• Twitch, owned by Amazon, has banned Trump’s account. “Given the current extraordinary circumstances and the president’s incendiary rhetoric, we believe this is a necessary step to protect our community and prevent Twitch from being used to incite further violence,” a spokes person said.
  • Snapchat blocked Trump’s account the day after the Capitol Hill attack.
  • Reddit has banned the popular subredditr/Donaldtrump for repeatedly violating the platform’s rules. Though not an official page of the president, the pro-Trump group was one of Reddit’s largest political communities.

Such action, unprecedented in scope and magnitude, indicates the power of these platforms in terms of their potential reach. The influence of Big Tech to define the limits of free speech, till now the function of autocratic governments, is part of a larger trend which has shifted a major chunk of political power away from politicians and into the hands of private players. As Manjoo points out: “It indicates the power a corporation has over the global public conversation.” More importantly, many of these technology giants, among the most profitable and valuable in the corporate world, are also major political contributors. Facebook announced that it was freezing political spending. “Following last week’s awful violence in DC, we are pausing all of our PAC contributions for at least the current quarter, while we review our policies,” a spokesperson said. In the US, a Political Action Committee (PAC) is an organisation that pools campaign contributions from members and donates those funds to campaigns for or against candidates.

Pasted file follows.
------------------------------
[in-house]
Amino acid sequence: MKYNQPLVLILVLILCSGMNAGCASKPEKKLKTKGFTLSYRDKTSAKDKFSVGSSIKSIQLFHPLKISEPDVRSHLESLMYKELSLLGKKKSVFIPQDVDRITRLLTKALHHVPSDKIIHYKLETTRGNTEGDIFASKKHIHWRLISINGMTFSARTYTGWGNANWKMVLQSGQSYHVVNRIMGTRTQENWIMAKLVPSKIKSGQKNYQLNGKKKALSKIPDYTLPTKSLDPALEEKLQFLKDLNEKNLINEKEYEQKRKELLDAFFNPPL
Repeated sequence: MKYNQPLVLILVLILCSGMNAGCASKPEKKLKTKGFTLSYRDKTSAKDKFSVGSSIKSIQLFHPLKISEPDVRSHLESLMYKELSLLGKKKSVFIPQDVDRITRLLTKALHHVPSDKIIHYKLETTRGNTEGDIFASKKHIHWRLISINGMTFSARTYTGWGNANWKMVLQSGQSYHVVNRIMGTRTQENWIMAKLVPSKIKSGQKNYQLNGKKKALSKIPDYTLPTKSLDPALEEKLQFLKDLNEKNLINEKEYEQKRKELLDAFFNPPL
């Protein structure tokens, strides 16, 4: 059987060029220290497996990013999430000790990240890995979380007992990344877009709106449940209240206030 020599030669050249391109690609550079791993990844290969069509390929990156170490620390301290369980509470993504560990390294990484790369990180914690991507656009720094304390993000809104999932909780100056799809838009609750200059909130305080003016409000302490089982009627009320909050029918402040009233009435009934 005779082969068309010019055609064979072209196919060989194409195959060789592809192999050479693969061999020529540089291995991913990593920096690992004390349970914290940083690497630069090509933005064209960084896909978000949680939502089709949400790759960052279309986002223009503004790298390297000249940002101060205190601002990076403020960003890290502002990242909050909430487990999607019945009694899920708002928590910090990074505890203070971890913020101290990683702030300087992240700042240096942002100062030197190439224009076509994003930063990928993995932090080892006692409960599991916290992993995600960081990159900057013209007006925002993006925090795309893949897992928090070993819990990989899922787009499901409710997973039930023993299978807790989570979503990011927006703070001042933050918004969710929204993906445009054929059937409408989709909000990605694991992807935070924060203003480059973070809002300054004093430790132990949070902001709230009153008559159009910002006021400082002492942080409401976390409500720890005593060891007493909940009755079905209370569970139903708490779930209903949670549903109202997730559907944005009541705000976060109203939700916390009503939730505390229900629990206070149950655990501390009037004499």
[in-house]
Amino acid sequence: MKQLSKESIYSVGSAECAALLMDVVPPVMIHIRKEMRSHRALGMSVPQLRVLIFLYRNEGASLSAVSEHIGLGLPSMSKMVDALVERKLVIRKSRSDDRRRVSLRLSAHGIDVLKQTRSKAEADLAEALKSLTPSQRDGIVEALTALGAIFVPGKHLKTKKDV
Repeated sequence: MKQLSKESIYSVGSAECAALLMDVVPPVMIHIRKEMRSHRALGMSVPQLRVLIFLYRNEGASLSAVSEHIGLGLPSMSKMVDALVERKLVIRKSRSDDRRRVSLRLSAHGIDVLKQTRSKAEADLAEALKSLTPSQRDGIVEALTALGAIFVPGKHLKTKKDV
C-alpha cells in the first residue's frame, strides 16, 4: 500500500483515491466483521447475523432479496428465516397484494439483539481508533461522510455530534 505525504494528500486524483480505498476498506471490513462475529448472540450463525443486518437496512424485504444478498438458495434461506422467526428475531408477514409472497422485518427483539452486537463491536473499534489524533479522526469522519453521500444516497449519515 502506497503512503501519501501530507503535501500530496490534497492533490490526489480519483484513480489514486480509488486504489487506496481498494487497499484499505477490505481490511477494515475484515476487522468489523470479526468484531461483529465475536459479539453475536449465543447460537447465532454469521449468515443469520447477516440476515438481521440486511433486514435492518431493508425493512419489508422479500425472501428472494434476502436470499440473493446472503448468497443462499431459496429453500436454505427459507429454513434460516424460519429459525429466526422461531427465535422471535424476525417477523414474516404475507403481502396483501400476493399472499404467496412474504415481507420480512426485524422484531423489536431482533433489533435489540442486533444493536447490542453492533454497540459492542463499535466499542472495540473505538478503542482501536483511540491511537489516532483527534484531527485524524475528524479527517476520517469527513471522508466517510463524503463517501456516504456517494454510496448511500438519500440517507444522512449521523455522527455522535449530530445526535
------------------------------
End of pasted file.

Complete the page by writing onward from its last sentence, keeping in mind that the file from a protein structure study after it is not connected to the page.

Google also announced a freeze on its political action committee, NetPAC. Apple, Microsoft and Intel have also said they will suspend donations to lawmakers who voted against the certification of the US election. Airbnb, the online vacation rental company, AT&T and Comcast have also announced they would not make donations to Republicans who “tried to prevent the election certification”. Last year, Facebook spent roughly $17 million on lobbying more than any other tech company, and also many governments.